In contrast to the big cities and technology stand the smaller and older cities filled with ancient temples and histories. I was also astonished by the beautiful countryside of Japan, with so much nature and wildlife to offer.

4. Japanese food is healthy AND delicious

By Cody Chan on Unsplash

I’ve always loved Asian food, but coming to Japan I fell in love all over again (because an Asian takeaway in Europe is obviously very different from the original).

When I ate my first ramen in Tokyo, I knew I could not eat anything else anymore.

Japanese food is so fresh and tasty, but most of all it is much healthier than so many cuisines of this world. Because the Japanese cook with much less oil and much more greens, they eat a lot of rice, seaweed, green tea, soy, fruits, and vegetables, and the food is low in added sugar, fat, and animal protein.

5. Japan is different (and sometimes, weird)

By ELSIE ZHONG on Unsplash

And I mean that in a good way, because you can discover so many strange things in Japan you won’t find anywhere else in the world. These are just some examples:

  • Walking in the streets of Tokyo it is super normal to see people dressed up in super fancy costumes, with coloured hair, ultra-high heels, neon colours and too much makeup — they literally look like they just jumped out of an anime.
  • You can go to a restaurant without seeing a single soul. You order and pay at a machine, then sit down in a little cabin, waiting for a small shaft to open with your order ready. Strange I know, but the Japanese love their privacy.
  • There exists a bar where you can go and order a foot massage or ear cleaning from the menu (yes, it is written there). Girls dressed up as maids will then serve all your (weird) needs.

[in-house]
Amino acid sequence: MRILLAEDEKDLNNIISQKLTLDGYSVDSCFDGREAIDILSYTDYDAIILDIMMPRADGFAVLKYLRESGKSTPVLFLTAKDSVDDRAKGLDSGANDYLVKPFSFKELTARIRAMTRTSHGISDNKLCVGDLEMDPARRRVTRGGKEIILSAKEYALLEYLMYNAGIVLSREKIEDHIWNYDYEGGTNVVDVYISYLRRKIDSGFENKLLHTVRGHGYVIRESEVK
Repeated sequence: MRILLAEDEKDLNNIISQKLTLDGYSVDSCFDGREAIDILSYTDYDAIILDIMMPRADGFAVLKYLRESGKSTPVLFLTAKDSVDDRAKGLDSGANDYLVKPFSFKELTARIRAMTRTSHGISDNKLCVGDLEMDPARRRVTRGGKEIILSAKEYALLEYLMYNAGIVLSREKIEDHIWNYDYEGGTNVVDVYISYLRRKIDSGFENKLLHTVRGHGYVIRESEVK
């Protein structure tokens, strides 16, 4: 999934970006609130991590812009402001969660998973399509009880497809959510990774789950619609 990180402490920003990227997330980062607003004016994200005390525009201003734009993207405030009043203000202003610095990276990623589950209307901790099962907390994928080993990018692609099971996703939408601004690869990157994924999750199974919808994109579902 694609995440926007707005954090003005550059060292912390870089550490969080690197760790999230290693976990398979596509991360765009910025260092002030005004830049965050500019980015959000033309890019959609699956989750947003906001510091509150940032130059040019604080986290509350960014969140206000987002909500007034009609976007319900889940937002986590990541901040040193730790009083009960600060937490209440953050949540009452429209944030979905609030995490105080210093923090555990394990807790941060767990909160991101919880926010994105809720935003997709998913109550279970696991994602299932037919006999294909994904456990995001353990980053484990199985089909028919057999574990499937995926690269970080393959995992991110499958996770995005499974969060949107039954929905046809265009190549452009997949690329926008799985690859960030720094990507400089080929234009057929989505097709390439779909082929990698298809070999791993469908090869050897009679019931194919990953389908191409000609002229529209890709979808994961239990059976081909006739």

• Doing Couchsurfing, I stayed with a guy who lived in a one-room apartment, that was literally the size of a bathroom, I could not even spread my arms completely. We slept next to each other in the bed constructed under the ceiling, and I had to shower sitting on the toilet. That is what I call an experience.

6. Japan is a country of rich tradition

By Alexander Schimmeck on Unsplash

I adore the Japanese shrines and temples, full of mysteries and ancient knowledge. Japanese people have so many tiny rituals and a really strong belief in a higher power. Even though their culture is based on Chinese culture, the Japanese developed their very own traditions over time.

You can find shrines, belonging to the Shinto religion, and temples, belonging to the Buddhist religion, spread all over the country. Purification with water, bowing and clapping are all part of the rituals performed in those sacred places. The Japanese are storytellers.

Every single place in Japan has an ancient story to tell, which makes the whole country such a beautiful place to explore.

If you want to see with your own eyes, enjoy this little travel impressions video I created about my first trip to Japan:


About the Creator

Laura Blu Sandía

◈ Soul Writer, Body Mover, Food Lover ◈

I believe life writes the best stories.


IG @blusandia_souldancer

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    Laura Blu SandíaWritten by Laura Blu Sandía